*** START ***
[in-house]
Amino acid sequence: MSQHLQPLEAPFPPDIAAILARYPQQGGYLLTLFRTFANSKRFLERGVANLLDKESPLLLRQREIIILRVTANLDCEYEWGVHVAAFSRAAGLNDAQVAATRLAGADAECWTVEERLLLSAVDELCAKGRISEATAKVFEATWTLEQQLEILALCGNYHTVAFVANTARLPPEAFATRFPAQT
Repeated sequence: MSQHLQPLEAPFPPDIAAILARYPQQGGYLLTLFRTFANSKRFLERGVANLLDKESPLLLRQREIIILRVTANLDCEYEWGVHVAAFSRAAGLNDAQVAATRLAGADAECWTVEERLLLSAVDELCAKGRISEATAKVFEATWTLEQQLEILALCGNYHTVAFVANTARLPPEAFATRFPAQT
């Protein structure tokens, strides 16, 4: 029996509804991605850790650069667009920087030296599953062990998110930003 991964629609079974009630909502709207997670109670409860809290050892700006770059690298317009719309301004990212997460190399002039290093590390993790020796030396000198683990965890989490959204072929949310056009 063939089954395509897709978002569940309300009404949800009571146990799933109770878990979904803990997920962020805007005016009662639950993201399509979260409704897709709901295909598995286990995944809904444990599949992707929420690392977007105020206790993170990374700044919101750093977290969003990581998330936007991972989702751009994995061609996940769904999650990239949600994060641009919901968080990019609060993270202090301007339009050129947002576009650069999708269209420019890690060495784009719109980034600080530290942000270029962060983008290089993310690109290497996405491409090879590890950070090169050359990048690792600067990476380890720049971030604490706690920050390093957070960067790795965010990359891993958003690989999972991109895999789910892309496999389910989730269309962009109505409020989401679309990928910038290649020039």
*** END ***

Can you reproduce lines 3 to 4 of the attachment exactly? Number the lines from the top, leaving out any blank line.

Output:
Repeated sequence: MSQHLQPLEAPFPPDIAAILARYPQQGGYLLTLFRTFANSKRFLERGVANLLDKESPLLLRQREIIILRVTANLDCEYEWGVHVAAFSRAAGLNDAQVAATRLAGADAECWTVEERLLLSAVDELCAKGRISEATAKVFEATWTLEQQLEILALCGNYHTVAFVANTARLPPEAFATRFPAQT
């Protein structure tokens, strides 16, 4: 029996509804991605850790650069667009920087030296599953062990998110930003 991964629609079974009630909502709207997670109670409860809290050892700006770059690298317009719309301004990212997460190399002039290093590390993790020796030396000198683990965890989490959204072929949310056009 063939089954395509897709978002569940309300009404949800009571146990799933109770878990979904803990997920962020805007005016009662639950993201399509979260409704897709709901295909598995286990995944809904444990599949992707929420690392977007105020206790993170990374700044919101750093977290969003990581998330936007991972989702751009994995061609996940769904999650990239949600994060641009919901968080990019609060993270202090301007339009050129947002576009650069999708269209420019890690060495784009719109980034600080530290942000270029962060983008290089993310690109290497996405491409090879590890950070090169050359990048690792600067990476380890720049971030604490706690920050390093957070960067790795965010990359891993958003690989999972991109895999789910892309496999389910989730269309962009109505409020989401679309990928910038290649020039």